Just 134 more things….

At the end of last year I did something rather whimsical. Or at least I thought it was.

I’ve had my eye on the Vinitaly International Academy certification course. It’s basically the most intensive, complex and thus prestigious course you can take if you want to specialise in Italian wines. It’s five days of lectures and tasting that culminates in an exam which if you pass allows you to call yourself an Italian Wine Ambassador. Ever since I first heard about it I’ve wanted to apply, but I missed the deadline last year by a few weeks and having just started my diploma figured I’d dodged a bullet.

During the Christmas break I discovered that applications were being accepted again and I thought “why not?!” Then I realised they only take around 50 candidates a year. Which actually made me feel better. I could apply, with no pressure as there’s no way I’d be selected, get feedback on my application ahead of next year and not have to worry about adding another really serious pressure to my WSET diploma and full-time job filled life. So on December 27th whilst my husband was washing up, I put together my application, sent it off, and then for a month I sort of forgot about it. I mean, not really, I still manically refreshed my email, but in the “waiting for confirmation of my rejection” sort of way.

Then on Monday January 30th I received the email. Congratulating me on my acceptance to the course. Ah….

This means that in April I’m flying to Verona to learn about 134 key grape varieties in Italy. Two months before my diploma finals. What could possibly go wrong? I’m hoping that you’ll join me in this space along the way to find out.

Because, Wednesday. 

A cocktail before bed. 

Because it’s Wednesday and my husband worked from home and we had a long evening together playing board games and enjoying each other’s company. 

Because celebrating the little things, like being able to start our evening at 6pm not eight thirty, is one of my favourite things about how we do things. 

And, because tomorrow I have another four hours of revision to tackle and I’m in denial! 

It comes in threes

So on Saturday morning I made quite the impression on my work colleagues. I fell hook, line and sinker for the traditional company April fool, and advertised the fact with an email to the entire team. Worse? I didn’t even realise until a customer pointed out the joke to me whilst a manager looked on snickering.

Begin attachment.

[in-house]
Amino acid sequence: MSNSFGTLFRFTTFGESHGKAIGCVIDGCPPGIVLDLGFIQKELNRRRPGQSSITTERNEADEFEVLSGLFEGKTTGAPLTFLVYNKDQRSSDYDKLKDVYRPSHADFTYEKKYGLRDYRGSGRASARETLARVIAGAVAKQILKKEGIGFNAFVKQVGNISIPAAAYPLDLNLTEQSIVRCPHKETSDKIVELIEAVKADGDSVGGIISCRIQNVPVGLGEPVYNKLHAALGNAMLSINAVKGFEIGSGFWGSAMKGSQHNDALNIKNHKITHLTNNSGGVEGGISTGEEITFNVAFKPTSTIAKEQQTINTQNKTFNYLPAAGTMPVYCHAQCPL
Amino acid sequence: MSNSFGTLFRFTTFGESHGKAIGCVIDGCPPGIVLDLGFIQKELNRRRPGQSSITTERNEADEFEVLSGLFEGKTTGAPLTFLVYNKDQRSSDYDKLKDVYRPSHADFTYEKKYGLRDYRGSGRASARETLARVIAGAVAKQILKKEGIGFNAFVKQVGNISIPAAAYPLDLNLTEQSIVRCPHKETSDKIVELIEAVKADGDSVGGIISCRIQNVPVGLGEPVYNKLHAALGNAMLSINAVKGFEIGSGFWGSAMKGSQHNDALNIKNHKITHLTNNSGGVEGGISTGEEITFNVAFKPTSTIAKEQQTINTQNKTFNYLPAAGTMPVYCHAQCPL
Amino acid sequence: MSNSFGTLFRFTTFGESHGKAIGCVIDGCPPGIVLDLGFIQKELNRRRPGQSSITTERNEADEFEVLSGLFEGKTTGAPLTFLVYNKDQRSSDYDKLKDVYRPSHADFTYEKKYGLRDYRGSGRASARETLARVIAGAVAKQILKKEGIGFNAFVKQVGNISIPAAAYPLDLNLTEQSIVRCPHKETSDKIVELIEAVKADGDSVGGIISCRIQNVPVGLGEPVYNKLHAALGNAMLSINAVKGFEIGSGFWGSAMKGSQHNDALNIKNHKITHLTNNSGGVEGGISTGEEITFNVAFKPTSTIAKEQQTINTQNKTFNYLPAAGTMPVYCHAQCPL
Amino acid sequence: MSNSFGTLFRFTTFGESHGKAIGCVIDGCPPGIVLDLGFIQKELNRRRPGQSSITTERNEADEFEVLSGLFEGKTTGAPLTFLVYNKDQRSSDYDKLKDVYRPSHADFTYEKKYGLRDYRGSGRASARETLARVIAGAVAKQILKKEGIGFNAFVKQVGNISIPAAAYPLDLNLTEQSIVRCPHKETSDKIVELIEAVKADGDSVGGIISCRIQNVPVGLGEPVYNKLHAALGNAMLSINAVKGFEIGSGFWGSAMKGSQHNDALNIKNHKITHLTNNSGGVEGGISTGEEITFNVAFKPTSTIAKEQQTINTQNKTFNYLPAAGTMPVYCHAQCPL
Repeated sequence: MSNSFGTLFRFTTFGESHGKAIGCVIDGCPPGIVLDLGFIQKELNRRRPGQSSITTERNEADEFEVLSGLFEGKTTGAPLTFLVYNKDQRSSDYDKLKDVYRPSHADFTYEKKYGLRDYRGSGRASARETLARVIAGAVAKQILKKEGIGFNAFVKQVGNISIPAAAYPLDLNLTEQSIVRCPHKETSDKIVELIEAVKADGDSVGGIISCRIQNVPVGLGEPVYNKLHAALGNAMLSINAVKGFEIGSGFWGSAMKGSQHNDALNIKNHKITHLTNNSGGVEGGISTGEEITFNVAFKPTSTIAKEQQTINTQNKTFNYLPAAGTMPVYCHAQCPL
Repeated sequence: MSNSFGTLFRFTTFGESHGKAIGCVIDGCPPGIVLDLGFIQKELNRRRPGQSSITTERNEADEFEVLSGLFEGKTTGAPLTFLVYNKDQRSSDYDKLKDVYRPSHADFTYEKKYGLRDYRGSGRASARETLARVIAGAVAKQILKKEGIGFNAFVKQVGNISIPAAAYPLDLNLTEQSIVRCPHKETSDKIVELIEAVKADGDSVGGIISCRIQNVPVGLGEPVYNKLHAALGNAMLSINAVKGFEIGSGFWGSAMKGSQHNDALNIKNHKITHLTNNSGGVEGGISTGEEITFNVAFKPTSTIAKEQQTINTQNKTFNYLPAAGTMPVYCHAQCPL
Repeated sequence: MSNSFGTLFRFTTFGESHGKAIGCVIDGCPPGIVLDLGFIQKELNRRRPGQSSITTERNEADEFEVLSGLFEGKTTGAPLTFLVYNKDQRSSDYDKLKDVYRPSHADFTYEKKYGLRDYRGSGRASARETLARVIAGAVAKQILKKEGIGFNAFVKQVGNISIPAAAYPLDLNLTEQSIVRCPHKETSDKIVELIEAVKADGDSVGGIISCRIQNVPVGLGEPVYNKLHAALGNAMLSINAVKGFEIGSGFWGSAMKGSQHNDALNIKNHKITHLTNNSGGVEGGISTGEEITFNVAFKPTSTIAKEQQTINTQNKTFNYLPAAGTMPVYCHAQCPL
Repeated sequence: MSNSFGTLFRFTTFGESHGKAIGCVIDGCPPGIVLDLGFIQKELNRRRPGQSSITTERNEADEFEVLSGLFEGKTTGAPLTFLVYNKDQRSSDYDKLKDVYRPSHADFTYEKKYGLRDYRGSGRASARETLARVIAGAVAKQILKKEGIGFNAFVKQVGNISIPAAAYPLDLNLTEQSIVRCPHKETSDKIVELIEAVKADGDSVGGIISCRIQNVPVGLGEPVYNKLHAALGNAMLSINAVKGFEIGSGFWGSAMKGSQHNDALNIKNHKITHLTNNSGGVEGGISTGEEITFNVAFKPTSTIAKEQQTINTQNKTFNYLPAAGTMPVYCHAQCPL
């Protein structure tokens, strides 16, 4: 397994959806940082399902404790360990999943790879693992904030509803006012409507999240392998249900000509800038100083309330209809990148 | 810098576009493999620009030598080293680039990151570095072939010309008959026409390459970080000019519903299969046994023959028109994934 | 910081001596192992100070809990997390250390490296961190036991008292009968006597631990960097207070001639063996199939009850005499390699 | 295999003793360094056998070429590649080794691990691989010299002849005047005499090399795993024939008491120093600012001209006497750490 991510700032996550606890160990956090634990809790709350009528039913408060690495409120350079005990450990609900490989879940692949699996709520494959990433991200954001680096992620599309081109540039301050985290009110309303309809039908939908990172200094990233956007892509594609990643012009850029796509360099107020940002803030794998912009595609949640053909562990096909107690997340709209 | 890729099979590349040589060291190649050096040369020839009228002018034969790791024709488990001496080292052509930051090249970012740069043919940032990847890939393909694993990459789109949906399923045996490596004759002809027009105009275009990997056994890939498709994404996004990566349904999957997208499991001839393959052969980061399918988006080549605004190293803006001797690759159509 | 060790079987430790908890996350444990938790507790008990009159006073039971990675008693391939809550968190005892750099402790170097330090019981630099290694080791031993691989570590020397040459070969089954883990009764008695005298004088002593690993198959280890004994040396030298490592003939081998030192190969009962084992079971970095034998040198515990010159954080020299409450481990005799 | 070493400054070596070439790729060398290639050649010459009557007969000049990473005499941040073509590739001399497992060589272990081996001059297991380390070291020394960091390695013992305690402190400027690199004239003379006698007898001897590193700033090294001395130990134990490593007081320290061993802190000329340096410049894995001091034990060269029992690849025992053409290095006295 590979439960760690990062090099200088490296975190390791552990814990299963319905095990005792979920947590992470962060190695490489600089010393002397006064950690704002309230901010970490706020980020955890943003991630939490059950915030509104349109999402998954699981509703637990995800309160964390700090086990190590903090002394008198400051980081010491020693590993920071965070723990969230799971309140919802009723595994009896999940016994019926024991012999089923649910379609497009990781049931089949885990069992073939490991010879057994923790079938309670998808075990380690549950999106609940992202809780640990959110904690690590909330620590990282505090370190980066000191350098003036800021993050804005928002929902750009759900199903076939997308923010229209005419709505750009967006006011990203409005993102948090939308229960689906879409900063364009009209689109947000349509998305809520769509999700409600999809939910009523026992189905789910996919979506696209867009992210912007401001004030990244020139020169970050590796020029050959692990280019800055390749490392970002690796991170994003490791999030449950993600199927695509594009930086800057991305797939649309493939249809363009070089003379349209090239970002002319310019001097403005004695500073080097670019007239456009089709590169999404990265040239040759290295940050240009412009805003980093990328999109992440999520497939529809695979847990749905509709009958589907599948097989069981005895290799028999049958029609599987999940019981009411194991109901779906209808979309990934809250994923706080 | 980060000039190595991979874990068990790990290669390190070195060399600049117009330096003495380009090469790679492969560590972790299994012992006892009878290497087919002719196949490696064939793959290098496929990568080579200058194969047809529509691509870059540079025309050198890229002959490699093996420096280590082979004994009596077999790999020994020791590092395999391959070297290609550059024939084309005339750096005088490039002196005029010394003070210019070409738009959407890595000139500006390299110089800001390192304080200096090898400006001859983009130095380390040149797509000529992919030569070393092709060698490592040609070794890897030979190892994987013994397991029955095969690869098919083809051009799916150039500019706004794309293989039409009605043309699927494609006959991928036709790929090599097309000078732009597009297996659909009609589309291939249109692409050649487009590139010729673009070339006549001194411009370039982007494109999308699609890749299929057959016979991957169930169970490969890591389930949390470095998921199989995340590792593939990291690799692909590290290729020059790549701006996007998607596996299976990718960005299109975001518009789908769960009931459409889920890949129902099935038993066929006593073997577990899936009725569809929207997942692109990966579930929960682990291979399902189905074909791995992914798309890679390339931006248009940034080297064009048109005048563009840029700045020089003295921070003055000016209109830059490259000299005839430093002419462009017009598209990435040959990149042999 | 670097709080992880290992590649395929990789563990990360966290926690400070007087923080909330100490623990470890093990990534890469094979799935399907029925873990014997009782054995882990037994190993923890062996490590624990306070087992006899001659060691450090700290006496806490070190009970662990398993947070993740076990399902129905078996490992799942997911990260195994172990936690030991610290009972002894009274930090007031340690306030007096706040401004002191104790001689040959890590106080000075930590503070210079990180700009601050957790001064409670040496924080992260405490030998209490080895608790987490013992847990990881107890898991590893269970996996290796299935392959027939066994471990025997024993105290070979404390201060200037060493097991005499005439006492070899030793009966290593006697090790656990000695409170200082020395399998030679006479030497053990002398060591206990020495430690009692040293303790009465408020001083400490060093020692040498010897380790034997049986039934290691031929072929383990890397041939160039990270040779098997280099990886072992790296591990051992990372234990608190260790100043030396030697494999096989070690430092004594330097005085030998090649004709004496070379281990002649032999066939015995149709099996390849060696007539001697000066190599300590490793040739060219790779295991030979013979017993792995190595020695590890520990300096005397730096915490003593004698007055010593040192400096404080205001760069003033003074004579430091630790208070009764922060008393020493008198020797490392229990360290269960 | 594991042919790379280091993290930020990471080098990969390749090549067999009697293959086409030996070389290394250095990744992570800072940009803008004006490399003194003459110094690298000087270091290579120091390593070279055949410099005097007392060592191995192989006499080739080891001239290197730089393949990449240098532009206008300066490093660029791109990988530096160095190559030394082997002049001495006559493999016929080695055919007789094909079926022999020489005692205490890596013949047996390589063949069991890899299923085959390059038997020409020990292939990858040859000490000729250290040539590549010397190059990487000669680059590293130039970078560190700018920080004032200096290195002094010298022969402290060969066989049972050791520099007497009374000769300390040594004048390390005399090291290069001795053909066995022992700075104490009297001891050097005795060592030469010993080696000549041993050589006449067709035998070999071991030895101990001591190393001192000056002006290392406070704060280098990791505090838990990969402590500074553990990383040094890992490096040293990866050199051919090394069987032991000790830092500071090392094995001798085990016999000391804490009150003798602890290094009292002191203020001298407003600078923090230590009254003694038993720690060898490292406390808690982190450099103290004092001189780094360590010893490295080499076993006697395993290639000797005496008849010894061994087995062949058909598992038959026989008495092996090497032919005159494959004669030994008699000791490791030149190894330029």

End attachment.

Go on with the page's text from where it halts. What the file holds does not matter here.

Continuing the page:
Me: 0 – April: 1

Half an hour later I mis-read the rota and almost caused chaos trying to move staff members around when I didn’t need to. Fortunately I caught myself just before the snafu was made completely public…..only one of the directors and the same manager mocking me this time.

Me: 0 – April: 2

Then, the crowning moment; tasting through a new potential range of wines I gestured mid-swirl and threw the entire contents of the glass on the floor narrowly missing the others.

Me: 0 – April: 3.

After today I have a few days off. I’m going to hide at home, avoid sharp objects and hope I can get through the rest of the week unscathed.  How’s your April started? Please tell me others fell for the Fools and I’m not alone!

It’s not zen, it’s bootcamp [2]

I did something this week that I never expected to.

I bought a yoga mat.

Yup, I purchased a six foot long strip of foam in order to find my zen. Well, okay, not quite. I bought it because part of trying to fix my back is about strengthening other bits of me, and this means all sorts of stretching, bending, holding, twisting and other such exercises many of which are based on pilates moves. In order to do this I’ve been lying on the floor slipping round on an old crochet blanket that actually belongs to the cats (don’t worry, they find the amusement of watching me attempt the moves total compensation for the loss of the blanket). However, as the exercises are becoming more complicated it was clear that something more serious was in order.